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Capitalize on SEO and appear genuine in 2017: The 2017 Edelman Trust Barometer

Every year, Edelman does a survey of people across the world to determine how much the average person trusts government, business, media and non-governmental organizations (NGOs). 2016 started strong, with respondents showing higher trust levels than at any time since the 2008 recession.

However, after a rocky 2016, trust levels have dropped across the board. The 2017 report shows dropping trust for all four groups, along with some interesting, more specific, trends. While this could be viewed as bad news for businesses, the trends leave room for opportunity. Here are some of the takeaways and how your business can start taking advantage.

The Informed Population Has No Power

Diagram showing that the mass population has more influence and authority than the informed public

Many of this year’s results are going to stem from a big trend—the informed population no longer has influence or authority. 2016 was interesting in that the informed population no longer held strong influence, but they retained authority. What they had to say was considered credible, but the actual course of actions fell to the mass population. In 2017, things came full circle as the informed population lost their authority as well. Folks are now more likely to trust what is ultimately a less credible source, but one that they’re comfortable with and connects with them on a personal level.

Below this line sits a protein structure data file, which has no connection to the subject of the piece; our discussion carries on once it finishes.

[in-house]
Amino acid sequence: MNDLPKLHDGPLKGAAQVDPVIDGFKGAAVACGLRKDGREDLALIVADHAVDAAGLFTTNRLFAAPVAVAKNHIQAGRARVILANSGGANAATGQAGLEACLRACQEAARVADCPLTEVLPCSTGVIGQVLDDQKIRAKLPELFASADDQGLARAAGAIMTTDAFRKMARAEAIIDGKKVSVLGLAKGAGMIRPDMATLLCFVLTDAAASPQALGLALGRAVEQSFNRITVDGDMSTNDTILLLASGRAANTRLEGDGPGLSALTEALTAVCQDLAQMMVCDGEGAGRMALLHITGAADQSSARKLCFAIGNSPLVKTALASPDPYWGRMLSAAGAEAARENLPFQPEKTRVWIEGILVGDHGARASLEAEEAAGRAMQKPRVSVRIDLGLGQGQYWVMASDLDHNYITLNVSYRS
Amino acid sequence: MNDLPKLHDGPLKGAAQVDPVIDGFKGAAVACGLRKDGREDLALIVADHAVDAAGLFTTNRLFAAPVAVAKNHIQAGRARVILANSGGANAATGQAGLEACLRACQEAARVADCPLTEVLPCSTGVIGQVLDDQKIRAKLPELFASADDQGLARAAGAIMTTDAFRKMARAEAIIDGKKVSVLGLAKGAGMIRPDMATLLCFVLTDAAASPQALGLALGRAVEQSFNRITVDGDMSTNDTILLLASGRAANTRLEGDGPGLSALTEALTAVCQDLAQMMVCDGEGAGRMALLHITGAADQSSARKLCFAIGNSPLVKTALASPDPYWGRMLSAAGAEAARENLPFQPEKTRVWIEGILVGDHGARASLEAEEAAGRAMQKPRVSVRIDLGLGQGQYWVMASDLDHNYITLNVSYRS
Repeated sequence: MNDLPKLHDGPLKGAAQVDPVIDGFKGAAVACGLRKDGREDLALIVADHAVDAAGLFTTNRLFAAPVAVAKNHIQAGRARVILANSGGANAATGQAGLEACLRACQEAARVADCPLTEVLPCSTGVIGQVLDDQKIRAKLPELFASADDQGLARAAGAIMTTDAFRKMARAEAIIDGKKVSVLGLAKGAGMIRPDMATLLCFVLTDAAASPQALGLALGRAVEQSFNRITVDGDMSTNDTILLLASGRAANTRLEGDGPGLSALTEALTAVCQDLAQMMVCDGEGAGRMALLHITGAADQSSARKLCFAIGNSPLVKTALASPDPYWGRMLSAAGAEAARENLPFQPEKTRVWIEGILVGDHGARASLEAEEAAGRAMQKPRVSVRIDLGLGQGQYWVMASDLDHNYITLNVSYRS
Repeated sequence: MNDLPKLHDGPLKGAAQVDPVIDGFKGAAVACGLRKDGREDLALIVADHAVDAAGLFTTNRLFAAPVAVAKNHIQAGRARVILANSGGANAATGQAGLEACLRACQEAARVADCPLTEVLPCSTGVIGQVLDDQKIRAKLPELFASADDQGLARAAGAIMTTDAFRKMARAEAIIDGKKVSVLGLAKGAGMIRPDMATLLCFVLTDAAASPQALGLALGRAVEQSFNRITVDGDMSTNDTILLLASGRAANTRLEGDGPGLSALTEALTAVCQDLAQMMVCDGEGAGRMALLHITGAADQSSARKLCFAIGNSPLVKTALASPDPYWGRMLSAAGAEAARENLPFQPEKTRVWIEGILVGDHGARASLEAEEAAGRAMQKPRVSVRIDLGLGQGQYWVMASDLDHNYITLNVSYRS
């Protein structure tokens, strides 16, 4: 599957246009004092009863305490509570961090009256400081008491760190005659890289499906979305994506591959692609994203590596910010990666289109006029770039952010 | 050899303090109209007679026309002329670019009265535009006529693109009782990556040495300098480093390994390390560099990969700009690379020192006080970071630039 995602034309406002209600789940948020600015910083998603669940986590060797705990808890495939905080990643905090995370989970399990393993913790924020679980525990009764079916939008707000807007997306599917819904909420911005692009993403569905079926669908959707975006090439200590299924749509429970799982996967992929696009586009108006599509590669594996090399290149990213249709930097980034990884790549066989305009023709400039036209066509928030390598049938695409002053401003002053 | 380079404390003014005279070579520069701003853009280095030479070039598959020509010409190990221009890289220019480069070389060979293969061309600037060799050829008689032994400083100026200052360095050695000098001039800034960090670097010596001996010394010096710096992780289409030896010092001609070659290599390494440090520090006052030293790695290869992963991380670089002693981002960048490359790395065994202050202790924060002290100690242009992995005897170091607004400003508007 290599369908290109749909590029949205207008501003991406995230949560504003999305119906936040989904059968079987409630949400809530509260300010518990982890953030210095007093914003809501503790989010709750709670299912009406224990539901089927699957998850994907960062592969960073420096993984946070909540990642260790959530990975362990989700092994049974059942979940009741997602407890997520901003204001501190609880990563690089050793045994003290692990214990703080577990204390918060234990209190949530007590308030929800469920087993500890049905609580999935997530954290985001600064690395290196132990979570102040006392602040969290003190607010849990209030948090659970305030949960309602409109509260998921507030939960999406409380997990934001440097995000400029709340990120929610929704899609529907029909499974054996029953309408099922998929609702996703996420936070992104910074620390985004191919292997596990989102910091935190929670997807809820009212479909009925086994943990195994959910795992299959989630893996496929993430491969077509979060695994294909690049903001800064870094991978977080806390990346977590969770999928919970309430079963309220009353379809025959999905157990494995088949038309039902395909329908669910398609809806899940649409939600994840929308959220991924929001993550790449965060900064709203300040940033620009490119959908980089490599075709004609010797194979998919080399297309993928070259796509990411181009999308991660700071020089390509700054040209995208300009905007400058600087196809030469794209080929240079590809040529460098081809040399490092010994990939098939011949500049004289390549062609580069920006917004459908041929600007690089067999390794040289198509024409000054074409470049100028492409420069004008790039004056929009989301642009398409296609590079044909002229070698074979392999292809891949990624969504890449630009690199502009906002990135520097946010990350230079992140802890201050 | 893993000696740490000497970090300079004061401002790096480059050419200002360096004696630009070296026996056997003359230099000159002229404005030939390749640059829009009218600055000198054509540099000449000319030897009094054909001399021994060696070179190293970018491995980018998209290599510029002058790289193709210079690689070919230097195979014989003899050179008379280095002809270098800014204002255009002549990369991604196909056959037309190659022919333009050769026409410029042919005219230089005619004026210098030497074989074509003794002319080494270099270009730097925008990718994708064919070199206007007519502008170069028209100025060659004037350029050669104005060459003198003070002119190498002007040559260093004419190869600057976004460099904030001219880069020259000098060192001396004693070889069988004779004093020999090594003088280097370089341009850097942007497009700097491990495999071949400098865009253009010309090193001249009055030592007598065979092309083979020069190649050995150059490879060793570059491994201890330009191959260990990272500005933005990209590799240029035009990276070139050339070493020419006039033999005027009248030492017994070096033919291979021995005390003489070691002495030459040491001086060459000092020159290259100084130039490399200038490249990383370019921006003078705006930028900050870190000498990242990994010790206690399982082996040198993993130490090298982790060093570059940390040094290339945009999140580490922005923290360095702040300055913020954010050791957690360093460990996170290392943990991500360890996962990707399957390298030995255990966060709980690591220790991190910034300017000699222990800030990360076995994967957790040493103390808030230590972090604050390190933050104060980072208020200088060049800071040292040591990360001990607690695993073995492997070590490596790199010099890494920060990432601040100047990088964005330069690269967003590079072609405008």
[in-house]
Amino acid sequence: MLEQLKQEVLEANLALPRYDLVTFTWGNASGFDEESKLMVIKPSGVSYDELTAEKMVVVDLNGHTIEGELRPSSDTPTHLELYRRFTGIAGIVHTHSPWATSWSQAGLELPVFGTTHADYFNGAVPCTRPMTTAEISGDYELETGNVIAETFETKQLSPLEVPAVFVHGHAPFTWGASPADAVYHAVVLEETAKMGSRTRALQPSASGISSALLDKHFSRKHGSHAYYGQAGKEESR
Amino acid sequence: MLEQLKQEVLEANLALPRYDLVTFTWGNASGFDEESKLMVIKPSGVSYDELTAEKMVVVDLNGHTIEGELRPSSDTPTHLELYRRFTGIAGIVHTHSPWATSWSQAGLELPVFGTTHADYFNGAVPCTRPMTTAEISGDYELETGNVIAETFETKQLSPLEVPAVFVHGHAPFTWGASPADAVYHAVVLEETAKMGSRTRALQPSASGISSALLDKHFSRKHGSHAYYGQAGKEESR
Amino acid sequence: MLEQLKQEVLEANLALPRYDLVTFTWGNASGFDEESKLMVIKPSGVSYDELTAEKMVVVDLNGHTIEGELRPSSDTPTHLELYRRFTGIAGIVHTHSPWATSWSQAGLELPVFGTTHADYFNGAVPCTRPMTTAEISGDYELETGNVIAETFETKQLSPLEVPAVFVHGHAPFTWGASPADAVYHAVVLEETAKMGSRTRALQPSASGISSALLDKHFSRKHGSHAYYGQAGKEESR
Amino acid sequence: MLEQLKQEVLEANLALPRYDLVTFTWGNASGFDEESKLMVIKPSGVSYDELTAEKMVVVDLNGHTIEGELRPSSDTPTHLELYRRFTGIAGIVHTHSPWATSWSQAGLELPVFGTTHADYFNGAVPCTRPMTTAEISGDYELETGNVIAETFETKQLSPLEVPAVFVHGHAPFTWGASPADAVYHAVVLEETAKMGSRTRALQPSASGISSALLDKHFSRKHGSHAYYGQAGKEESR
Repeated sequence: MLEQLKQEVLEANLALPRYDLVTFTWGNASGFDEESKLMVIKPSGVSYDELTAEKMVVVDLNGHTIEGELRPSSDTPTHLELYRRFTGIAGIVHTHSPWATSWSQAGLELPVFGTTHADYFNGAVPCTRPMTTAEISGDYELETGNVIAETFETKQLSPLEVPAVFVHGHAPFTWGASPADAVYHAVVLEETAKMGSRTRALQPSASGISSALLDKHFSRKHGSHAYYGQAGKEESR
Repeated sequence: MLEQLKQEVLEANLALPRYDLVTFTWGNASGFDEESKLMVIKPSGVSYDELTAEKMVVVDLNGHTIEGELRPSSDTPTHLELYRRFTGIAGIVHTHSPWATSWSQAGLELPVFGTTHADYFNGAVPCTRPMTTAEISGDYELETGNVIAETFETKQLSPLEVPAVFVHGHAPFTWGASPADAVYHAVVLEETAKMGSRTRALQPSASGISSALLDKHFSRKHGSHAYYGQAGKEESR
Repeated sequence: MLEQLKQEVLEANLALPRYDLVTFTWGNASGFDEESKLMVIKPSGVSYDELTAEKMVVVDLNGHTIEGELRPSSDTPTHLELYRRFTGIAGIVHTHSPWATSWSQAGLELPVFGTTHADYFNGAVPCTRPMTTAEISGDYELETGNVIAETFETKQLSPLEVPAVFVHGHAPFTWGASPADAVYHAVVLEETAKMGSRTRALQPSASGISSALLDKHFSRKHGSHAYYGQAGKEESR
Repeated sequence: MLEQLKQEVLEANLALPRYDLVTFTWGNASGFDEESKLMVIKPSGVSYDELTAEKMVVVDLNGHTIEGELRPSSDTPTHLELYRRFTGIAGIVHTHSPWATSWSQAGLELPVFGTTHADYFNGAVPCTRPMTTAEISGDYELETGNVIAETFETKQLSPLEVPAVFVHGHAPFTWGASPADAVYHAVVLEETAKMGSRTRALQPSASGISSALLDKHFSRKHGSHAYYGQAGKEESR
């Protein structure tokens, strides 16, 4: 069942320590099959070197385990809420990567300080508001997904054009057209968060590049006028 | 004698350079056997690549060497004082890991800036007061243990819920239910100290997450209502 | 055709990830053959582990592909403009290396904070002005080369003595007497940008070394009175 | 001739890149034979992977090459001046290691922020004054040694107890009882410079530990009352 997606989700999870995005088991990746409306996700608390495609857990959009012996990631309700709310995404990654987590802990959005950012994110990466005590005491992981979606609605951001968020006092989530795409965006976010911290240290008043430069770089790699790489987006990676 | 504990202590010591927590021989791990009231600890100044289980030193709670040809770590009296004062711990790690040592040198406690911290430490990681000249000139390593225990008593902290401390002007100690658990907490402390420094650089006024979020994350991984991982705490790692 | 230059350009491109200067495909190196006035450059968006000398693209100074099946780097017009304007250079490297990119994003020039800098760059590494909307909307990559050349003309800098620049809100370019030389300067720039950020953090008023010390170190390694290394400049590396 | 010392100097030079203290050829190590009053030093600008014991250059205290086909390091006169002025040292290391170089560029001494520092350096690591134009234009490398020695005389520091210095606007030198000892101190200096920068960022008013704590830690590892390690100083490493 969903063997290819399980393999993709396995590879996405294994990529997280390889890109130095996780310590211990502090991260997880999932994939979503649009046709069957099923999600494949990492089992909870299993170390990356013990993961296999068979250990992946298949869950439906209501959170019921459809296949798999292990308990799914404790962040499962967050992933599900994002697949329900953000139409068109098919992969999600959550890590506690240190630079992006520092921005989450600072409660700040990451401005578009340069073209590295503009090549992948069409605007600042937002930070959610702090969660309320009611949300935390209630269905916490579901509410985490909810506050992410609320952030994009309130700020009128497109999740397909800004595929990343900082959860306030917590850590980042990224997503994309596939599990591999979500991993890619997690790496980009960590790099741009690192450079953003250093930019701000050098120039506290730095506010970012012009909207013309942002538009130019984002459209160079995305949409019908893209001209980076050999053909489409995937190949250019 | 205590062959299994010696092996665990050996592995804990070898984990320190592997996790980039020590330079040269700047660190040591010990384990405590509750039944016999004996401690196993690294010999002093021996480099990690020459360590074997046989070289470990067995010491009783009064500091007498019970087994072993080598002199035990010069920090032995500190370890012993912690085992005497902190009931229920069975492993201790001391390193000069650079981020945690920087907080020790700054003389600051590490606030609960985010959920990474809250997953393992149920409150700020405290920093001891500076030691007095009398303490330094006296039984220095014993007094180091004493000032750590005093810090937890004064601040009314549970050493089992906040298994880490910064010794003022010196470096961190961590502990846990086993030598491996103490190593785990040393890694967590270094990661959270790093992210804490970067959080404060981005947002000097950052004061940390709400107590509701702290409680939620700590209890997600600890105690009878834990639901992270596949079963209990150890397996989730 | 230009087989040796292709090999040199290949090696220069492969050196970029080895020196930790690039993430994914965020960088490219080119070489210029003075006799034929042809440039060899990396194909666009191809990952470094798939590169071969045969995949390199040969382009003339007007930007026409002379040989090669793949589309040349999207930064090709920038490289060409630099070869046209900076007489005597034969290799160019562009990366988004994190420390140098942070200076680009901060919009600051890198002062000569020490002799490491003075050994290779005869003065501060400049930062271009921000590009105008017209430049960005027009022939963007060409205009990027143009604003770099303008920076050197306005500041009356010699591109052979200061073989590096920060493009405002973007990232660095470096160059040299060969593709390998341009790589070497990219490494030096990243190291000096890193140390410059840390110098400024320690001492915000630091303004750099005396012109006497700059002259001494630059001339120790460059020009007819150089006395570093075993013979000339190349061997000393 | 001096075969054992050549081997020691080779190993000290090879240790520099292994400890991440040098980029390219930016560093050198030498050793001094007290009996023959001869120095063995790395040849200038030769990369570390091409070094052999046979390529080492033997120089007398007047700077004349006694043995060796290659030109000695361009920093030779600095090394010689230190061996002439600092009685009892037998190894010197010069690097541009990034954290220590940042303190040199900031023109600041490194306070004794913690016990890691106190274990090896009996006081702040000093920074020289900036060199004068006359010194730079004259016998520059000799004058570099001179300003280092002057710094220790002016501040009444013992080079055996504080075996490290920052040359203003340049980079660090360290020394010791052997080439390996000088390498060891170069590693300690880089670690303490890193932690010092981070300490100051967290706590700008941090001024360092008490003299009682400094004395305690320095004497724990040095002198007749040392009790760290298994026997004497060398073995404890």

So Who Does Have Authority and Influence?

According to the study, CEOs are considered 37% credible. That’s pretty bad, but expected, considering they tend to be a part of that informed public. People now view their peers as highly credible—the people they work with and interact with on a daily basis. Ads are similarly losing ground. People consider social media more trustworthy than traditional ads, but even social media isn’t the tops for authority.

At the outset of 2017, search engines hold the greatest authority, beating out traditional media like newspapers, online-only media like Buzzfeed, social media, and the amorphous “media” as a whole.

How To Take Advantage of the New Authority

With search engines holding the cards, your SEO efforts are now more important than ever. Ranking high makes you look great, and ranking often won’t hurt either. The ins and outs of how to rank, of course, haven’t changed, but the entire process is now doubly important.

With people distrusting CEOs and businesses and finding the recommendations of their peers more important, 2017 looks like a great year to get working on those testimonials. Reach out to your previous clients and see if they’re willing to tell the world how great their experience was. Work on getting Yelp and Google reviews, and even feature some of those on your website. Those recommendations are going to be much more valuable than any ads you might run.

Perhaps even more importantly, start flexing your employees as part of your marketing strategy. Average employees are a closer match to your audience than rehearsed actors or senior staff. In fact, according to this year’s study, your employees hold more influence than academics, media, and even other consumers on a variety of topics . Make your employees evangelists for your business by having them contribute to the company blog. Show your appreciation for them on your website or via weekly social media shoutouts. The public has begun to expect it from you. More on that later.A bar graph on the credibility of employees versus senior staff, testimonials and media

People Are Fearful

2017’s barometer shows 67% of Trump voters and 45% of Clinton supporters are, to put it generally, “fearful”. The top fears cited include corruption, globalization and eroding social values. As a business, your outreach and marketing must address these fears specifically.